The effectiveness of SVORI was evaluated in a study by Pamela K. Lattimore and Christy A. Visher published in 2009. The results were not all that might have been hoped, to say the least. The National Institute of Justice description of the program summarizes the evaluation by saying that there were not “many significant differences between SVORI participants and non–SVORI participants using measures of housing, substance use, and criminal behavior/recidivism for adult male and female offenders and juvenile male offenders.”

For all three groups, there were few statistically significant differences in any of the aforementioned measures by 15 months following release and entry into the program. Generally speaking, there were minor improvements initially over the non-SVORI control group at the 3-, 6-, 9-, and 12-month post-release checkpoints, but by 15 months post-release these differences mostly vanished. Adult males and juveniles were just as likely to be reincarcerated, and oddly enough adult females were actually more likely to be reincarcerated between 12 and 15 months post-release than non-SVORI offenders.

So does this mean alternative sentencing models for serious and violent offenders are useless? That is a broad and perhaps unnecessarily pessimistic statement, but perhaps a new perspective is warranted. In 2006 and 2008 Colorado and Washington examined “prevention investments,” some of which are outside the corrections system entirely, for their effectiveness in preventing future incarceration.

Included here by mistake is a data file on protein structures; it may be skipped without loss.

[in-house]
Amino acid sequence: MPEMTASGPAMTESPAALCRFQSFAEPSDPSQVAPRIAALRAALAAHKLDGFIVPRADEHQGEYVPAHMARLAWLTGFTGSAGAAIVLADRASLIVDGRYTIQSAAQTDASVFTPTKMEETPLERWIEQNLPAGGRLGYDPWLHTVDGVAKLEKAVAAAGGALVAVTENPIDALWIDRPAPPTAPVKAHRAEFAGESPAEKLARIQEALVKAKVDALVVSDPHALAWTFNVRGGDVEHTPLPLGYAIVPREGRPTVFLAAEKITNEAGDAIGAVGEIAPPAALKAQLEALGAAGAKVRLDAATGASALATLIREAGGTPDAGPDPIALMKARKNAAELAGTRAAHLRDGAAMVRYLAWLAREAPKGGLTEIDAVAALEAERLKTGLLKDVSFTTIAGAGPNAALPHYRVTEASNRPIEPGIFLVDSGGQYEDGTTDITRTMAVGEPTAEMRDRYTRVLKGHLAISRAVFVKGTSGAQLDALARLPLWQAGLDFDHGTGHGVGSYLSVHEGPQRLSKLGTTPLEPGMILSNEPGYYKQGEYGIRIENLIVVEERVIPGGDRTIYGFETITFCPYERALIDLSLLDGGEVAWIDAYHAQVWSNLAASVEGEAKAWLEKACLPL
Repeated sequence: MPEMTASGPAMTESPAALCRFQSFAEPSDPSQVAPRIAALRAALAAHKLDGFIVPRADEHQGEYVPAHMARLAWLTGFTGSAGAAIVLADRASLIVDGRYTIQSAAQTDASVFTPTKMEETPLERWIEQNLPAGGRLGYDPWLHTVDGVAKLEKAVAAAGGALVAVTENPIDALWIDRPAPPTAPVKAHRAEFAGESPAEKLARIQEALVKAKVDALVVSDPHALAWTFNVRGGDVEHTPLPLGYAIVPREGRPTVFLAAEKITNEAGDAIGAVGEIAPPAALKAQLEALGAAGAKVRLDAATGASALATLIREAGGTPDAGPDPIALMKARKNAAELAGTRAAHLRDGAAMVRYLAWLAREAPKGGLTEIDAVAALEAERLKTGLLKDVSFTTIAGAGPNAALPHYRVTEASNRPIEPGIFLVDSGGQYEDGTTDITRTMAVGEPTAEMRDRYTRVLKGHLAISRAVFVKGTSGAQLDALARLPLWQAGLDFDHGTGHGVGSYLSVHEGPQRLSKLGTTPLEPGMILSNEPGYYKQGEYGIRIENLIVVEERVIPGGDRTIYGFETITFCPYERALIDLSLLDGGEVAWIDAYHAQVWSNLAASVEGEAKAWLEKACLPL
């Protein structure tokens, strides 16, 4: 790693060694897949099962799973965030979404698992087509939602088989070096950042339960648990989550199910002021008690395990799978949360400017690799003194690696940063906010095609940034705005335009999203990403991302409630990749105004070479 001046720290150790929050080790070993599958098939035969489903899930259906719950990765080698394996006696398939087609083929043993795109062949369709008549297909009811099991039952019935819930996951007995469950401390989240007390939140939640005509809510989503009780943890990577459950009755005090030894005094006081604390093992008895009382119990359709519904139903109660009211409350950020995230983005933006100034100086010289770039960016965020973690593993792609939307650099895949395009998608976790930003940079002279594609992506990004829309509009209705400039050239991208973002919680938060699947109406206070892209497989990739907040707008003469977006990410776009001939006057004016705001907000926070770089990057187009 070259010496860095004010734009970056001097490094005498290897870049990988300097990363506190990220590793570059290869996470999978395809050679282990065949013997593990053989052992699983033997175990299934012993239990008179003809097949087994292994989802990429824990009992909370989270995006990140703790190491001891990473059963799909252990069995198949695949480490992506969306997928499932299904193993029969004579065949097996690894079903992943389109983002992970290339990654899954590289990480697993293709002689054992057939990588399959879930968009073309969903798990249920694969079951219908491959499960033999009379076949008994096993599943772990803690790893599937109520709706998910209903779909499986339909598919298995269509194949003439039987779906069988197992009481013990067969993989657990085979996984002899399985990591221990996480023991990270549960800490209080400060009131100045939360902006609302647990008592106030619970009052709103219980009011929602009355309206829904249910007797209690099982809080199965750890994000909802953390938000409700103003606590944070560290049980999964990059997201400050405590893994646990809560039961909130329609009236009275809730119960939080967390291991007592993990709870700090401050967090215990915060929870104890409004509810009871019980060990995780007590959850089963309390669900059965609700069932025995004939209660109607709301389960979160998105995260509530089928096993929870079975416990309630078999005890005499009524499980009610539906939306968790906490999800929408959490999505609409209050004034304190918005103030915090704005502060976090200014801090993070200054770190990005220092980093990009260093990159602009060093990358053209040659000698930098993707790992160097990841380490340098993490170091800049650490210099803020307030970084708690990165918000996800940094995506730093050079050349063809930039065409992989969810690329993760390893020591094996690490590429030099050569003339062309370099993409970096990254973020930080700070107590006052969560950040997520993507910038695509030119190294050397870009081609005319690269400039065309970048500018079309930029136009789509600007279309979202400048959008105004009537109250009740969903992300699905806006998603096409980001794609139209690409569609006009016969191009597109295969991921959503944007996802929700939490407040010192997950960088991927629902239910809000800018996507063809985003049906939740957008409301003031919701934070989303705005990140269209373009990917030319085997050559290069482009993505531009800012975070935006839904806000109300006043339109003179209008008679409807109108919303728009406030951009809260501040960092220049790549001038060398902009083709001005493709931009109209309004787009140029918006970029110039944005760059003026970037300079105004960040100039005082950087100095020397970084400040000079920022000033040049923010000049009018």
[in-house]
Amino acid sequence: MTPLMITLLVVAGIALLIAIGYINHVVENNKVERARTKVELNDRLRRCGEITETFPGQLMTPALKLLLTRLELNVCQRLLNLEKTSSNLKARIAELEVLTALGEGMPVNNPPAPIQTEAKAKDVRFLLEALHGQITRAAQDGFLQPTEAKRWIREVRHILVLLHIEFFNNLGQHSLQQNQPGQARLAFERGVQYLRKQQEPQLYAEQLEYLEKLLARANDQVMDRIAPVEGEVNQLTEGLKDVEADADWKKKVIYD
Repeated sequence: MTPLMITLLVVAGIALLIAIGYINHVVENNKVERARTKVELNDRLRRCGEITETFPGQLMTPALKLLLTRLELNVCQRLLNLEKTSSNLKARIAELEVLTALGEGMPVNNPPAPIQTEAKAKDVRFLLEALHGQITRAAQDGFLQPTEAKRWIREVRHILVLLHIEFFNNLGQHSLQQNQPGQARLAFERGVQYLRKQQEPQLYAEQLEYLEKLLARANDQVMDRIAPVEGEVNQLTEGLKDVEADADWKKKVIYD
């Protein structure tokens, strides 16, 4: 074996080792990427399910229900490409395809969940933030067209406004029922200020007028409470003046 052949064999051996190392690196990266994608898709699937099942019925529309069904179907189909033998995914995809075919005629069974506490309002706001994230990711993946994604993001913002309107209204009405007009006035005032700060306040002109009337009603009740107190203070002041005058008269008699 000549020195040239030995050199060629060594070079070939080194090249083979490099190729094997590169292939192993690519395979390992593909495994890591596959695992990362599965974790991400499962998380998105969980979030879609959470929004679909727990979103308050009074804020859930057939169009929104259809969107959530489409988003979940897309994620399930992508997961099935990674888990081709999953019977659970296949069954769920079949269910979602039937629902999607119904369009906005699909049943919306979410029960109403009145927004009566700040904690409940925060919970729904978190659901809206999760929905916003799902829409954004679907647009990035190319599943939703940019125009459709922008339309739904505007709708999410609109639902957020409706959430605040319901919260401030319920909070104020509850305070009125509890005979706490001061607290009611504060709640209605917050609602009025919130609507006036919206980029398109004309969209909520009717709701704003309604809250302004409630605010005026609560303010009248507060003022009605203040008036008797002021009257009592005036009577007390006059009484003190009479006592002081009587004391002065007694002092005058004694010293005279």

Early childhood programs: These pre-K educational programs were determined to provide a return on investment in excess of $12,000 per child. More specifically, a 19-year follow up study determined that children in such programs eventually had 4.6 percent lower rates of felony arrest and 5 percent lower rates of incarceration than the general population.

Nurse-family partnerships: Nurses make home visits to low-income new mothers for up to two years to provide parenting skills training and other support. Children in these programs had a 16 percent reduction in future crime, and for the mothers the reduction was an impressive 56 percent.

Functional family therapy: This short-term family intervention juvenile justice program reduces future crime among participants by 16 percent.

Multidimensional treatment foster care: This program for at-risk youth similarly reduces future criminal behavior by 16 percent.

Multisystemic therapy: This counseling model focuses on specific risk factors in both the juvenile and his/her family to address behavioral issues. The result based on a 14-year follow up study is 54 percent fewer arrests and a 57 percent reduction in time spent incarcerated.

There may be no magic bullets when it comes to incarceration alternatives for serious and violent offenders. Perhaps, then, the point at which to apply resources and efforts is long before our prisons are forced to house them.

Corrections.com author, Robert Winters, holds a Juris Doctorate degree and is a Professor with Kaplan University. He is also a member of the National Criminal Justice Association and serves as a Western Regional Representative, a member of the National Advisory Board and their National Elections Committee.

Other articles by Winters